Sunday 23 October 2016

Jason Corbett killing: Suspicions of murder grew as investigation progressed

Published 09/01/2016 | 02:30

Jason Corbett and his wife Molly Martens
Jason Corbett and his wife Molly Martens
The late Jason Corbett with Molly Martens Corbett, brother-in-law David and sister Tracey Lynch. Photo: Brendan Gleeson
Molly Martens

They say a picture tells a thousand stories, but the oft-published photograph of Jason Corbett and his future bride Molly Martens at a cancer research fundraiser only served to conceal the truth behind their turbulent relationship.

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Mr Corbett was seen beaming alongside his pretty American girlfriend at the event in his native Limerick in 2009. Also in good spirits in the photograph were Mr Corbett's sister, Tracey Lynch, and her husband David, the two relatives Mr Corbett was closest to.

Six years later, the illusion created by the photograph has been well and truly shattered.

Mr Corbett (39) is dead, allegedly beaten to death by Ms Martens and her father Thomas, and the Lynches have endured a bruising dispute with Ms Martens over the guardianship of her stepchildren.

Shortly after Mr Corbett's death in North Carolina on August 2 last, it emerged that Ms Martens (32) and her father were "persons of interest" to investigators.

A police report released at the time revealed Mr Martens (65) had admitted hitting his son-in-law with a baseball bat. But as the months wore on, there was no sign of the pair being charged.

It was only this week, five months after the killing, that it was announced a grand jury had decided both should be indicted for second-degree murder and voluntary manslaughter.

If convicted on the more serious charge, each could face up to 40 years in prison.

The announcement of the charges also triggered the release of a huge volume of information, including court records, testimony transcripts, a 911 recording and an autopsy report.

These have served to fill in the blanks as to what may have happened on the night of the murder. The information also points to a number of possible emotional and financial motives for Mr Corbett's killing.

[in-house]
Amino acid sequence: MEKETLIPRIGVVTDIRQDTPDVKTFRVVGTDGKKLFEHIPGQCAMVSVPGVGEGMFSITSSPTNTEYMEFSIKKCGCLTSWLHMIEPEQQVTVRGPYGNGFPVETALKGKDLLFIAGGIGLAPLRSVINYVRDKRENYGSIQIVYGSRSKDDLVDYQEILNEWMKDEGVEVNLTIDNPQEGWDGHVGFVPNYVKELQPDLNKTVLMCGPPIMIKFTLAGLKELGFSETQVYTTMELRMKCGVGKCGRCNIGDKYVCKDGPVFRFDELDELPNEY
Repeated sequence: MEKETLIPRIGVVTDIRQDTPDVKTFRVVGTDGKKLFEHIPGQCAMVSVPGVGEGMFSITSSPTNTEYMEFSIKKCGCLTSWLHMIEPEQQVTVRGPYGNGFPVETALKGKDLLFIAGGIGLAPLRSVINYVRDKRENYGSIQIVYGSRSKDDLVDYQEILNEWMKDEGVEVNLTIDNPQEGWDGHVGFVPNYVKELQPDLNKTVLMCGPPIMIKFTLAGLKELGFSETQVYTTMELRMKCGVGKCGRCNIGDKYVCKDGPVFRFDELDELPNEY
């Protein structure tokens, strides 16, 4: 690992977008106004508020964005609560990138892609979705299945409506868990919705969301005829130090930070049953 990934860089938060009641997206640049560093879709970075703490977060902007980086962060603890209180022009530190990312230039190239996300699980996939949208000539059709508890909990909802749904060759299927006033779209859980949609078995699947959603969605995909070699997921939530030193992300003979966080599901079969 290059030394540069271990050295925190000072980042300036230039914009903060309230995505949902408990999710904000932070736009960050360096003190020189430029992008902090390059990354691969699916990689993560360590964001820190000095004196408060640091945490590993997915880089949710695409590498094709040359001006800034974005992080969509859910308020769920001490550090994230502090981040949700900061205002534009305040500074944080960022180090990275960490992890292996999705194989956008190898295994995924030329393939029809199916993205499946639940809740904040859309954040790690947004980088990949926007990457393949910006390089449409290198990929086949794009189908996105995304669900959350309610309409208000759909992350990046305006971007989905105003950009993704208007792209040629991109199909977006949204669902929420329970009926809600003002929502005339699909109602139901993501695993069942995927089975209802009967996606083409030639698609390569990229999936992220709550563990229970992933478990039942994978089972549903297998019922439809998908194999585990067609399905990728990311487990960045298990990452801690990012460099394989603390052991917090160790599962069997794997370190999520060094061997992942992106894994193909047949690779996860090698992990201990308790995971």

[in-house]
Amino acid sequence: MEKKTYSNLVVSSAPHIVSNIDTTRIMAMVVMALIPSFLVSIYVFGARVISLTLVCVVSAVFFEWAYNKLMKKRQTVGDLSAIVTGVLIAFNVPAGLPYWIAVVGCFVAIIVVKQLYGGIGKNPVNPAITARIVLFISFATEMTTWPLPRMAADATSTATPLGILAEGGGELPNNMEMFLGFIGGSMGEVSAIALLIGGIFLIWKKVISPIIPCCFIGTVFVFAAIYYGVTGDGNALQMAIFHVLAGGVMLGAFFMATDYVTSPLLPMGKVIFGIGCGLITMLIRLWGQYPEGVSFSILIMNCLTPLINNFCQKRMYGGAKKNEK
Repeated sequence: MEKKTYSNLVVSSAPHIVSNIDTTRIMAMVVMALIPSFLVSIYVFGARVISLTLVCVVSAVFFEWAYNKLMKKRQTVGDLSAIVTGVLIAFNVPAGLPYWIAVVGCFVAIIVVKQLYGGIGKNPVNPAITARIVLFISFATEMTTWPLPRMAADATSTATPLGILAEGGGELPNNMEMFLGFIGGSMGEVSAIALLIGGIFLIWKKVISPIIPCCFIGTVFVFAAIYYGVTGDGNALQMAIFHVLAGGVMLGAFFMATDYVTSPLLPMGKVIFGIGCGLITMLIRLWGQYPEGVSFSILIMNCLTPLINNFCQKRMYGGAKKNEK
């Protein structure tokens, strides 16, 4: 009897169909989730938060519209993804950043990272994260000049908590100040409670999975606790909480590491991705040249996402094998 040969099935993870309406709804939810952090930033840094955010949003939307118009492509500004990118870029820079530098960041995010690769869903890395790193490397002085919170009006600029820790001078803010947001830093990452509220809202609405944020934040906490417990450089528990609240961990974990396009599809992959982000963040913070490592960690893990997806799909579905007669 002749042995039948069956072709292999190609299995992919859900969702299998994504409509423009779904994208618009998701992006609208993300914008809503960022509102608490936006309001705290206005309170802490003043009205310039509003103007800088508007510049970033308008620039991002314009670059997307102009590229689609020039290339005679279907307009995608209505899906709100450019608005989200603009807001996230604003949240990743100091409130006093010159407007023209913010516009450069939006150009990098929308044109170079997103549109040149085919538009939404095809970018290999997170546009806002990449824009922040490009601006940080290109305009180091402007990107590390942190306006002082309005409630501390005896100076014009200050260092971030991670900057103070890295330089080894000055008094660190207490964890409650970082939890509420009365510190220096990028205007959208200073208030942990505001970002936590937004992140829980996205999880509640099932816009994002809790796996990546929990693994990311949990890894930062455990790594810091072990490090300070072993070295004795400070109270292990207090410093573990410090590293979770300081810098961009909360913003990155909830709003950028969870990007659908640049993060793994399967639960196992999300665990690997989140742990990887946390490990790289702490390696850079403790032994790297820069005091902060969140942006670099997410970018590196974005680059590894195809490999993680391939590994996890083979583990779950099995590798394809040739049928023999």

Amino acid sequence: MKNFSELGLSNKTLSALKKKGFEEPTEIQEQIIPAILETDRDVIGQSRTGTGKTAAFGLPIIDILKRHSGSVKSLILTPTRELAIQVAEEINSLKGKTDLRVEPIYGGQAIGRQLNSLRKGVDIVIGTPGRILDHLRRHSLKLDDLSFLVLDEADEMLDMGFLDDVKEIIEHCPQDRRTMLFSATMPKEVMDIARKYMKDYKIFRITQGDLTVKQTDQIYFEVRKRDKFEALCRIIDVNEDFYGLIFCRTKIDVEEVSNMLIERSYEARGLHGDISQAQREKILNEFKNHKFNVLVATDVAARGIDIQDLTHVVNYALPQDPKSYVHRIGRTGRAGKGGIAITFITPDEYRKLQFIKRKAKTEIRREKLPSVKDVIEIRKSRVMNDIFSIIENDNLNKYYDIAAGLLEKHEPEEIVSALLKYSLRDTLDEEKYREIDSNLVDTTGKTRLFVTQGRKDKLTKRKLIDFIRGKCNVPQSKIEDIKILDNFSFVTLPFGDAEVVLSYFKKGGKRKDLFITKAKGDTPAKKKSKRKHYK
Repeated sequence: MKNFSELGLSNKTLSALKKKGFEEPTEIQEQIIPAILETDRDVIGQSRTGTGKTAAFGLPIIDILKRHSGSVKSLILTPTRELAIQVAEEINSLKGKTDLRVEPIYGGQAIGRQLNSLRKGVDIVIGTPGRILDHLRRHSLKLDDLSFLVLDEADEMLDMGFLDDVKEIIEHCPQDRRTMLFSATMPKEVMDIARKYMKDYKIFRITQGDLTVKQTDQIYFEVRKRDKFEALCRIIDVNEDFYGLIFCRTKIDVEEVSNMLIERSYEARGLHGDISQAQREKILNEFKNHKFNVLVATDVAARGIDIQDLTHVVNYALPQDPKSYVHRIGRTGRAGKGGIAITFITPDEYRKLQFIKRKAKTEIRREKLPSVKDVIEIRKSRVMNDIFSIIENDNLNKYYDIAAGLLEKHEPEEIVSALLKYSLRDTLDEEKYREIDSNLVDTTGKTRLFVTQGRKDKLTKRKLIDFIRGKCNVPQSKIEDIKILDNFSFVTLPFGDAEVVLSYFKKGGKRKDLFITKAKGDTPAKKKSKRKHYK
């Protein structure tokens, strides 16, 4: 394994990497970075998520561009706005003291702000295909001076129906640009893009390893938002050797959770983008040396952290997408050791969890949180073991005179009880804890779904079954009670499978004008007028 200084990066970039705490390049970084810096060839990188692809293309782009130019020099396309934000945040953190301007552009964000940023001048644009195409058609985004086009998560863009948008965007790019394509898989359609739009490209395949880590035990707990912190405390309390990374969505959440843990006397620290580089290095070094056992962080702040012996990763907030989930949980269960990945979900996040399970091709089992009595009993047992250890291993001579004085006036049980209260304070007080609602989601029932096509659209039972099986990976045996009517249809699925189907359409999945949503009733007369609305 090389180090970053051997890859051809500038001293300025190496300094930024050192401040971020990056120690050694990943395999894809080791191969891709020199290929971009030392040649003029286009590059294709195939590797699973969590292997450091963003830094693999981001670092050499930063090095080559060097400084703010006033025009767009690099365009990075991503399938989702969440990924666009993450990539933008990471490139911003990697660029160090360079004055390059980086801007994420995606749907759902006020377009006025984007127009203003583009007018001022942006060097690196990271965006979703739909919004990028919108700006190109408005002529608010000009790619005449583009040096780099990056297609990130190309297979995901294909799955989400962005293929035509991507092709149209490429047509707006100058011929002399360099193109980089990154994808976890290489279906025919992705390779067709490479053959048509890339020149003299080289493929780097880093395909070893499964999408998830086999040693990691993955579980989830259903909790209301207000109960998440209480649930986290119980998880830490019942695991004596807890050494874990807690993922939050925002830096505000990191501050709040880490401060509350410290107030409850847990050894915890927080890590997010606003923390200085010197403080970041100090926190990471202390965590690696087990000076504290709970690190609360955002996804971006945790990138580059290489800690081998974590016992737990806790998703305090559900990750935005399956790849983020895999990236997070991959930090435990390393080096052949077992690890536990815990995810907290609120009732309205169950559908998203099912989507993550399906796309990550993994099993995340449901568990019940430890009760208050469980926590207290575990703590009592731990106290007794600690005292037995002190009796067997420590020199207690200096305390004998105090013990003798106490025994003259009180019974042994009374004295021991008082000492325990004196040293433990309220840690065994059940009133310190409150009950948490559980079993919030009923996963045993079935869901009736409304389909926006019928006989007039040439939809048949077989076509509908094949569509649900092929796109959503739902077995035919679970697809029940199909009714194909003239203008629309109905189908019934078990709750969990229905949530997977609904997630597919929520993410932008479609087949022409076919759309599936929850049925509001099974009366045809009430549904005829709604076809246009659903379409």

Chief among these is that the marriage was not a happy one. In fact, there is evidence it was on a rocky footing right from the wedding night when, in the words of Tracey Lynch, Ms Martens "flipped and completely lost control".

A row over the dietary requirements of a wedding guest allegedly saw Ms Martens screaming at her husband and David Lynch and throwing her chief bridesmaid and parents out of the wedding.

Other evidence given by Mrs Lynch at a guardianship hearing, but only released this week, portrayed Ms Martens as an unstable, erratic and violent fantasist, who was obsessed with her stepchildren.

She alleged Ms Martens lied about being an Olympic swimmer. Another alleged extraordinary lie is that Ms Martens claimed to have been a pen pal of Mr Corbett's first wife, Mags, before her sudden death in 2006.

There was no truth to this, Mrs Lynch testified, and Ms Martens only met Mr Corbett when she secured a job as an au pair to his two children, Jack (11) and Sarah (9).

Chilling testimony given by Mrs Lynch detailed allegations of violent attacks on young Jack, including an incident where his head was held under a tap. Mrs Lynch revealed Ms Martens had said she was bipolar and was prone to mood swings.

Mr Corbett, a pharmaceutical packaging company employee, moved the family to Wallburg in North Carolina after marrying Ms Martens in 2011. It is commonly accepted she became a mother figure to the two children.